She wrapped me in her quilted smile,
then torched the salty fabric of us, tear stained and aching.
She knees cruel in the balls.
And I love her that way just the same.
She hangs me up to dry,
then cuts me down for air.
The breathing windows of us,
pulsating walls setting chairs rocking, us inside,
lulled in four-arm sleep.
I’m shrinking. Yes, I’m aging and so, inevitably ground down by the constancy of gravity’s punishing anvil. Heavy, relentless, like my 30 pound 5-month Husky puppy. A never-ending stream of energy that refuses to be relegated to neglect and invisibility.
I might be shorter, by an eighth of an inch or so. I’ve always regaled my 5”8″ and 3/4. I believe I was either shortchanged by an 1/8th my last checkup or I’ve shrunk. All that running, pounding the pavement with my spine upright, couldn’t have helped either. Helping gravity hammer the nail.
But that’s not the shrinkage I’m thinking of. My world is shrinking. Intentionally so. I’m closing up the shudders more. I open the blinds only when there’s something to see. I’ve arranged my world so I don’t have to partake of it but a little, just enough to get my fill of smiles, smells, complaints, grunts and questions. Since school let out mid-December, however, I don’t even get peopling twice a week.
And I’m fine with it. I’m only interested in the sun, grass, sea and trees, my daughters’ whining, my father’s banter, and my mother’s rheumy stare most days. And when I’m tired of them, I shut my door, lock it, pull the blinds, and put my headphones on.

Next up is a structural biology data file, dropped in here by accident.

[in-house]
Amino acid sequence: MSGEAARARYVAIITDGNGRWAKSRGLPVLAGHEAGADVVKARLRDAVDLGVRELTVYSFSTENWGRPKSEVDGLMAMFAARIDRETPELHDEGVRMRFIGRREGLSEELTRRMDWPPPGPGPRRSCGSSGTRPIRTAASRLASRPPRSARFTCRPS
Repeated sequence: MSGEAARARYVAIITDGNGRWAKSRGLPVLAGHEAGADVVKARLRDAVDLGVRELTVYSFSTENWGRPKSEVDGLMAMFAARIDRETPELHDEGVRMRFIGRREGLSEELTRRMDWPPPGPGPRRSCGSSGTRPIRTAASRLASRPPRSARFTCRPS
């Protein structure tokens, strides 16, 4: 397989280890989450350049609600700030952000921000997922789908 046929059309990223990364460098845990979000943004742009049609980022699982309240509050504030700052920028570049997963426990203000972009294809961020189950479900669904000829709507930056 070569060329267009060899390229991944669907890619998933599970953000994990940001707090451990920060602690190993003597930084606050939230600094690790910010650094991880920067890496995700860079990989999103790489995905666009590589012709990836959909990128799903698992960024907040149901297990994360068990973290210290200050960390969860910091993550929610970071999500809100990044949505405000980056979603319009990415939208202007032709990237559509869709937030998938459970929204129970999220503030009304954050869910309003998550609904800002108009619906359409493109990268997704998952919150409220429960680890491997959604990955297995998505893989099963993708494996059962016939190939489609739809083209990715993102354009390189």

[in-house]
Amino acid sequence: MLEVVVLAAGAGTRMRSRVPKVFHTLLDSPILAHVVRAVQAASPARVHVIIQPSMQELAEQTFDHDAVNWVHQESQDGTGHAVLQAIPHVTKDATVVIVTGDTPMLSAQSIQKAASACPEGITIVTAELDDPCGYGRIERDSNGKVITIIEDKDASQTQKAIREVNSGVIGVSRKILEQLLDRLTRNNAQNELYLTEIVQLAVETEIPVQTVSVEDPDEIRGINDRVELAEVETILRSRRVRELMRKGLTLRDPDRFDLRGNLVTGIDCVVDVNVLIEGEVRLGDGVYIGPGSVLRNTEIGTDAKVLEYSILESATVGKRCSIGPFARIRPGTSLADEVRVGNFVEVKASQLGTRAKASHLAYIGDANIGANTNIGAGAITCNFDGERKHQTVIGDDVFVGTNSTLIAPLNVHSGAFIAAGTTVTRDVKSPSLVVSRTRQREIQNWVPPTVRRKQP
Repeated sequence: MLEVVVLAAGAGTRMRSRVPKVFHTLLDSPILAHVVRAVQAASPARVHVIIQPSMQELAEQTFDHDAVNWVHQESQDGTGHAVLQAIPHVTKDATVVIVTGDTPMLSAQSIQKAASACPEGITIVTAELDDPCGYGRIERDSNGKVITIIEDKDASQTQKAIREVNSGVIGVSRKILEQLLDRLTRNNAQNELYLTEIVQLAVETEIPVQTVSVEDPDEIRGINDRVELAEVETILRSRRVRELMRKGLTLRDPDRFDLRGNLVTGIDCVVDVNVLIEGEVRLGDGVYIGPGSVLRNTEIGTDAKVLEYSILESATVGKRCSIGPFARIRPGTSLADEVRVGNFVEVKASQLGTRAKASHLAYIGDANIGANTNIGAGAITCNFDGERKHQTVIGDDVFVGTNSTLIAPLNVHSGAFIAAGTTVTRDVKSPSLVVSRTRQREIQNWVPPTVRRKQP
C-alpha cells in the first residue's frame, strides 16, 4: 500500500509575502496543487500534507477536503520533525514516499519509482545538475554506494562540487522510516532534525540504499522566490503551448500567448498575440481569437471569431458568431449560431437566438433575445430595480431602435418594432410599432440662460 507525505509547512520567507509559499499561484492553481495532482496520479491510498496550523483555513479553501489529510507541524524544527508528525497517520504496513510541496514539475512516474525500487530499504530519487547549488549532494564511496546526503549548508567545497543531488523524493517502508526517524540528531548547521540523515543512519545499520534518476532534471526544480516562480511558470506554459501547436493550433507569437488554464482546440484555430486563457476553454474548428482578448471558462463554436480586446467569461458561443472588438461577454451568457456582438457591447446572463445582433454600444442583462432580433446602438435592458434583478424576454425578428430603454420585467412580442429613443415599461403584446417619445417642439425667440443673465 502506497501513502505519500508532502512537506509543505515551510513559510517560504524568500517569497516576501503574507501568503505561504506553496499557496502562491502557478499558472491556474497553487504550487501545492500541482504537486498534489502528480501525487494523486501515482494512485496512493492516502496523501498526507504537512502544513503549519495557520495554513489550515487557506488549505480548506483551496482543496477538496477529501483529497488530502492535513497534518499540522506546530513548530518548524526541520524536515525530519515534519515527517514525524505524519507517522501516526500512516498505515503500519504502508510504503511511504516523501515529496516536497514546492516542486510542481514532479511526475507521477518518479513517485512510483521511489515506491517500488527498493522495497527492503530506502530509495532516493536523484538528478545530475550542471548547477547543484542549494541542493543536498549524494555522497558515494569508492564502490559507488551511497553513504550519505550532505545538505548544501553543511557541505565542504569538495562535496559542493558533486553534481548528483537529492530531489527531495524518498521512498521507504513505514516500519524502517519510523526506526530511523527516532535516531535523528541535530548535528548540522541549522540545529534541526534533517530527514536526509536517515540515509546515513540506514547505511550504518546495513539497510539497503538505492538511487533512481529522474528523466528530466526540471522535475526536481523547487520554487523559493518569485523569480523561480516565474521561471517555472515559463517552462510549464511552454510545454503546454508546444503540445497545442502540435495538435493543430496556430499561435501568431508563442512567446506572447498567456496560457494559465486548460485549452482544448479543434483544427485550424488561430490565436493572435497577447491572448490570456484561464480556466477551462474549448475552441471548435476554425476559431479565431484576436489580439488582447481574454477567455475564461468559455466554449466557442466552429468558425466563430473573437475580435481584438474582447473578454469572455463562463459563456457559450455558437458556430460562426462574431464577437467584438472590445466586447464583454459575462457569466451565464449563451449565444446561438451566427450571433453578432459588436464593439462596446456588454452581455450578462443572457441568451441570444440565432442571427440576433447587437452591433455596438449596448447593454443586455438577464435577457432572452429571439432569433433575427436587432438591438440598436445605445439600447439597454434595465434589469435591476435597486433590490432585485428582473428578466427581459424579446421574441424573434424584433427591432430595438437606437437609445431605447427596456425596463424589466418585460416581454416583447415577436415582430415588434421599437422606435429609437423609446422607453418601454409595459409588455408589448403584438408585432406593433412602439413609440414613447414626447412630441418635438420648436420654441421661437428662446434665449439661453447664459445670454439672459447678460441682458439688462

At night, I pleasure in the reprieve from estrangement with a glass of wine and slice or two of cheese with my thus-far-in-life-long partner in house holding. I work at the corner of a corner desk. I write, research and read. It’s what I’ve always enjoyed anyhow.
More than before, I’m reading and writing about what I want. Not self-indulgent stuff I’m quick to slap up on my public pages (like this one), or clever tweets (at least I think so). Part-of-the-world stuff, like what business is up to and health culture and building things, tearing them down and rebuilding them in real estate and relationships. I work remotely–in my flip flops–for others all over the world.
I choose not to write or read about politics or injustice. Those are constants. Nothing new. By virtue of my birthright gender, I live by injustice. Whenever your body is public property, legislated and controlled by strangers, fearful white men–and the women they keep–there’s mad, mind-numbing, heartbreaking injustice. I’m slamming the door shut on them. I’ll wait for the right, gentle hands to fold me back in.